Spot Prawn Tortelloni

My parents are coming from Ontario to visit so we’ve been busy this week cleaning up the yard, trimming back the encroaching  forest and sowing the last crop from the garden so when they arrive they’ll have a place to lounge in the sun and something to snack on. I intend to do quite a bit of grilling for them, but not every meal. Here and there I’ve packed away freezer bags full of pre-made nibblets for the nights when we’ve had a bit too much adventure.

One of these instant meals includes a heaping helping of our local Spot Prawns, which I’ve still got frozen in water-filled bags from back in June. I mentioned that spot prawn makes a fine stuffing for dumplings of all shapes ‘n sizes and that goes for stuffed pastas as well!

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Elk Chilli

My wife and I have done our fair share of dinner parties as well as catered quite a few friends’ weddings and the number one most requested item by far is Crystal’s patented chilli. The fact that I’ve been producing high-end catering/resto food for almost fifteen years doesn’t ever factor in. If we’re showing up to the pot-luck you can bet we’re bringing chilli. (more…)

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Sesame-Pickled Burdock Root

New ingredients are like amphetamines for kitchen creativity. From the moment I get home from a farmer’s market or an afternoon of foraging or hell, just back from a regular ‘ol grocery shopping run I’m jacked up! What is this crazy looking-stuff? Where did it come from? How do I process it and what can I do with all the bits? My mind is vibrating in a million different directions at once!

Last week I got a hold of some burdock root at the market in Courtenay and had just such a moment. These rough-looking tubers looked more like something dug out of a cat box than anything I’d serve for dinner, but The lady I bought ‘em from was insistent that they were a delicious spring delicacy! So yeah, I got ‘em home, mind ablaze and immediately starting hunting through my cookbooks for more info. (more…)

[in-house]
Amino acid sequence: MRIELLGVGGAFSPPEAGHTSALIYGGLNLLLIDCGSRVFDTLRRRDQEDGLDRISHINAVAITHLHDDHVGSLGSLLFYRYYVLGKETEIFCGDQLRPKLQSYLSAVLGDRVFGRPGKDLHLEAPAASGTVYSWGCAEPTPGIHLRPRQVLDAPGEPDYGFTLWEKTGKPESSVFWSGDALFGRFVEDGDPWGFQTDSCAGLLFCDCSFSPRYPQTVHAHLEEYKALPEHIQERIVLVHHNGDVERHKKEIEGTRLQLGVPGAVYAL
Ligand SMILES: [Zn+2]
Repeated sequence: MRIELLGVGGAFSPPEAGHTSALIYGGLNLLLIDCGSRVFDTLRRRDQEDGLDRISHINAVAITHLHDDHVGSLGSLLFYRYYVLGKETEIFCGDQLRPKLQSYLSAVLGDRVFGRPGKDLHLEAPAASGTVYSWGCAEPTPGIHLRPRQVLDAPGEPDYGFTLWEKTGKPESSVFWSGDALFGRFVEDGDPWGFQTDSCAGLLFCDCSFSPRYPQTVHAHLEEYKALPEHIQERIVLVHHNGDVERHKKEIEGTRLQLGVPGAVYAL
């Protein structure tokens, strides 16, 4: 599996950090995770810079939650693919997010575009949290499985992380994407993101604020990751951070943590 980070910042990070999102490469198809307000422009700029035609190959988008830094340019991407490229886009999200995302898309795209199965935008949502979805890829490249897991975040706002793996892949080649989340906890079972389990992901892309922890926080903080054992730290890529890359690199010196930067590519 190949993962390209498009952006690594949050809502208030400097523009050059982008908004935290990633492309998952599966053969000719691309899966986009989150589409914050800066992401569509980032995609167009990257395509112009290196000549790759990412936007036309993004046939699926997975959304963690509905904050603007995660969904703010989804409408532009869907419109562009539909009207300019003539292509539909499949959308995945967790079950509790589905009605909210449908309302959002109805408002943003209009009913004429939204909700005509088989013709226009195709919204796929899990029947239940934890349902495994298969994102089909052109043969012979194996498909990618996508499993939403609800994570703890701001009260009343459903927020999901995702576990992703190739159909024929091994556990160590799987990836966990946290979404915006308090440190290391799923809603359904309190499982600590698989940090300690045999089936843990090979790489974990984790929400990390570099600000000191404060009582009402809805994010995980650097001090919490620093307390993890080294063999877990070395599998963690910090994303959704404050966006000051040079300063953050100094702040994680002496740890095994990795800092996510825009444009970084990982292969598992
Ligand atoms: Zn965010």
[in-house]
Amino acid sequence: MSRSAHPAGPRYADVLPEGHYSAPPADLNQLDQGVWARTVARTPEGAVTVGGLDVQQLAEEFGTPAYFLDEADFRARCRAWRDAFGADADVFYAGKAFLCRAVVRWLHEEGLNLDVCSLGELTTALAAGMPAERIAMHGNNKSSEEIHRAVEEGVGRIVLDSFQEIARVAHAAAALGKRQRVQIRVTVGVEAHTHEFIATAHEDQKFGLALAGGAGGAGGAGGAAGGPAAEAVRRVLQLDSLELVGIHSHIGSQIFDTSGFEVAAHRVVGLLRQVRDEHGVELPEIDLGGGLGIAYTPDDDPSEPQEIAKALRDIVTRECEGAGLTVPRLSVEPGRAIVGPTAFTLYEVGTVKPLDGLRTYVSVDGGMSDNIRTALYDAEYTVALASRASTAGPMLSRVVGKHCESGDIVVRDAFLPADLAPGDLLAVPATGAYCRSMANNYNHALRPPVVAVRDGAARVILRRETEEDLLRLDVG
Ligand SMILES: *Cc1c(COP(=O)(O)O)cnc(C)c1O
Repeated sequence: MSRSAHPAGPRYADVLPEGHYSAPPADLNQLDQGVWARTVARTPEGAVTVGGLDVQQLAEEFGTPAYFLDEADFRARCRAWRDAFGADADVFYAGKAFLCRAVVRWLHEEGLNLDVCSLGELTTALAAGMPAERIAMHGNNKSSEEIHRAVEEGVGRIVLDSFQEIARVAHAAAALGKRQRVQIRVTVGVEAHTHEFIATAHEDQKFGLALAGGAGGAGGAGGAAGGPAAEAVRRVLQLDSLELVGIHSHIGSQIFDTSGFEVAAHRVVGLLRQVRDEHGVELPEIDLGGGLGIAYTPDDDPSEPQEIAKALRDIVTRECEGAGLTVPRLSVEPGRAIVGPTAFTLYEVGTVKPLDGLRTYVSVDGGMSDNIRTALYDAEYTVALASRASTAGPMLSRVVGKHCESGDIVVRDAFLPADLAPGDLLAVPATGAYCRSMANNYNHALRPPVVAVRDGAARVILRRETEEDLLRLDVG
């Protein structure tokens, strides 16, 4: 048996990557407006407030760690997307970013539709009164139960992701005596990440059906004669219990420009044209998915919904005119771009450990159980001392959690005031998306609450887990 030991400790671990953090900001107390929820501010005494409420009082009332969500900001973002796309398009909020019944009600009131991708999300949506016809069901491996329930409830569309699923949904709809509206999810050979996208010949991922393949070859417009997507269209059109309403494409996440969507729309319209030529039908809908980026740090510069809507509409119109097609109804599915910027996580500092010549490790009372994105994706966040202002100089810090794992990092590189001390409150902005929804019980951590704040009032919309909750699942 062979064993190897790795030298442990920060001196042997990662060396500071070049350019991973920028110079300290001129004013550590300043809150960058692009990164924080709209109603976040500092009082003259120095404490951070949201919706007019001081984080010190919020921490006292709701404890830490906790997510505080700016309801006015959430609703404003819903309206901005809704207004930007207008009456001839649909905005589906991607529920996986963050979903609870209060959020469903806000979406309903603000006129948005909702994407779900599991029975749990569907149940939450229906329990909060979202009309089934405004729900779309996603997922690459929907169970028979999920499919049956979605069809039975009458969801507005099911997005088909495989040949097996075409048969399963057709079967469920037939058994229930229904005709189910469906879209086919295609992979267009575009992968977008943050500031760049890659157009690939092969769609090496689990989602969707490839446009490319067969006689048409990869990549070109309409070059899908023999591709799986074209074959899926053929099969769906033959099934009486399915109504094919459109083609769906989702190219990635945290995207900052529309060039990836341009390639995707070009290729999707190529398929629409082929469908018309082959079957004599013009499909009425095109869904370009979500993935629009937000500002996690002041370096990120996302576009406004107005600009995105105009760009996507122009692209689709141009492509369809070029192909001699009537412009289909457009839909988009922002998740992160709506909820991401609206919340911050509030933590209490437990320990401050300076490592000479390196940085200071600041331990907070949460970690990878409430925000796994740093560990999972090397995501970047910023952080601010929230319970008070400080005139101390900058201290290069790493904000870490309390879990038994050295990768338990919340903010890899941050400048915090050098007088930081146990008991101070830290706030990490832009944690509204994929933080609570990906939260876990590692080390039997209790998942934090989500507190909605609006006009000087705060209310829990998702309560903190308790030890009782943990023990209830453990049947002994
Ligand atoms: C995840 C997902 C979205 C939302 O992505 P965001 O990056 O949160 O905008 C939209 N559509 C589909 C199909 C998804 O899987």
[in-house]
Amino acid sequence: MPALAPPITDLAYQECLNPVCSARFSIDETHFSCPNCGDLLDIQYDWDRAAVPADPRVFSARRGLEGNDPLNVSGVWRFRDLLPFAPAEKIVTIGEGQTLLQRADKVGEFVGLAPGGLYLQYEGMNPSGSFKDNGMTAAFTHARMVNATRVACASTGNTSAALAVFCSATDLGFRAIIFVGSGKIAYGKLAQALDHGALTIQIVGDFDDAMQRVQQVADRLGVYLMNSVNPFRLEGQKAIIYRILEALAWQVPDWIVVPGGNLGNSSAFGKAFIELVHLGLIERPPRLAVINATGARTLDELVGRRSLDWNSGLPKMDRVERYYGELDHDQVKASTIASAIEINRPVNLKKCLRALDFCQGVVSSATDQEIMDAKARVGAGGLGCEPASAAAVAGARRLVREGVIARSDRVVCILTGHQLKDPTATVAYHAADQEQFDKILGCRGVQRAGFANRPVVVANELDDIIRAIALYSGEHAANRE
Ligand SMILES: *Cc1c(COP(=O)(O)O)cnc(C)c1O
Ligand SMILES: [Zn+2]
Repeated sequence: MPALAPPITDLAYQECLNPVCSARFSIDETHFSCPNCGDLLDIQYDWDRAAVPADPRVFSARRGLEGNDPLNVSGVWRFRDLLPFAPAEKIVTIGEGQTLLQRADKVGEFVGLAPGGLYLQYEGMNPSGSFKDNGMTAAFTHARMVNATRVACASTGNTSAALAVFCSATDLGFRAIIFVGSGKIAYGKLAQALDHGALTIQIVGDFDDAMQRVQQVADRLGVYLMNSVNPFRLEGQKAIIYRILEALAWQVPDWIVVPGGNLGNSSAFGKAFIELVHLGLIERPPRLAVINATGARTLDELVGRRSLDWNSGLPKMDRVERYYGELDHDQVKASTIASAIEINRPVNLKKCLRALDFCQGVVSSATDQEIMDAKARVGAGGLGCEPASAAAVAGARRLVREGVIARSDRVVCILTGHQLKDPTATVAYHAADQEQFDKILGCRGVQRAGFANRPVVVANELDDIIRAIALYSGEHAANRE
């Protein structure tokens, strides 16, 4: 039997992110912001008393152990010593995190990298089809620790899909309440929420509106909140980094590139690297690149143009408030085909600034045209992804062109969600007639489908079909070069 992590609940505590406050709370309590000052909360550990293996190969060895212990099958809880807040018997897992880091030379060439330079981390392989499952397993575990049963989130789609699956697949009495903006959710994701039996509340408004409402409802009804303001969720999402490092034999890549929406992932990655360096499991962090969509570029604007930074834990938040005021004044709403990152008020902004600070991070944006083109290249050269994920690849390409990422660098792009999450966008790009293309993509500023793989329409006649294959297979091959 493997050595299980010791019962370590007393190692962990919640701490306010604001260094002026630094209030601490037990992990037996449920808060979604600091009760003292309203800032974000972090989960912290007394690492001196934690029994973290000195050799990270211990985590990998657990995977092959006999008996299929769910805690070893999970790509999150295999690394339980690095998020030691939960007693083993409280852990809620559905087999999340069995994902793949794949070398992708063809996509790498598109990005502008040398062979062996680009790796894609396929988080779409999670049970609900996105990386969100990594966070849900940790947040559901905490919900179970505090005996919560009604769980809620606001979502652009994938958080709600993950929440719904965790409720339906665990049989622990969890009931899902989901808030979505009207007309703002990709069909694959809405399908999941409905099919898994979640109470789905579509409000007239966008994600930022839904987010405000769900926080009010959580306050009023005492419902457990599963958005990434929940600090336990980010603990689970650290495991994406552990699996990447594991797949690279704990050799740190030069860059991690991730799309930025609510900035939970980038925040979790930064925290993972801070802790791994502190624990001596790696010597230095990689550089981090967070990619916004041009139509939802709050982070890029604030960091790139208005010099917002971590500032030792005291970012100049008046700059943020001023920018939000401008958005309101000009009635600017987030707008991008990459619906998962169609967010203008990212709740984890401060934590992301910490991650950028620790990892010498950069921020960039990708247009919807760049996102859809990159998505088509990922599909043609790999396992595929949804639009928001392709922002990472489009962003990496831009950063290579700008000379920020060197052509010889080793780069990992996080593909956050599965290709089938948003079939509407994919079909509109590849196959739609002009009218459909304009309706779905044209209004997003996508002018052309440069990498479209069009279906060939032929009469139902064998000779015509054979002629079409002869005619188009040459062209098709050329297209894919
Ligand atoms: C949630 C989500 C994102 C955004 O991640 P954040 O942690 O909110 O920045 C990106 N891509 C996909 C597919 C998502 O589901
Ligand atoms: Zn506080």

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Duck Prosciutto

My two greatest culinary passions are a) methods of preserving food- the simpler and more flavourful the better – and b) duck! The former being a tether to the distant past when salting and fermenting meant survival for crafty cooks and the latter being the tastiest damn animal know to man.

Now I know I’ve already done a ton of duck recipes, including the great-granddaddy of all preserved duck dishes: confit du canard, but bear with me one more time ‘cause this one’s a keeper. It’s a technique for preserving breasts that results in a semi-cured, dense and beautifully salty-sweet taste reminiscent of prosciutto de parma.  It’s dead-easy and a great entry-level way to get into more serious charcuterie. (more…)

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Sesame Tuiles

Sesame TuilesMaitre D: “And finally, monsieur, a wafer-thin mint.”

Mr Creosote: “No.”

Maitre D: “Oh sir! It’s only wafer thin.”

  • Monty Python’s The Meaning of Life (Don’t Youtube it… You’ll lose your appetite!)

A tuile is not a mint, but it is the very definition of “wafer thin”. Half way between a cookie and a cracker the classic tuile is a sugary almond snack from France (“Tuile” means “tile”) that looks exactly like a Pringles potato chip and is traditionally served with sweet cream. Nowadays tuilemaking embraces both sweet and savoury flavours and is molded into a wide variety of shapes for stuffing, decoration or just eating out of hand. (more…)

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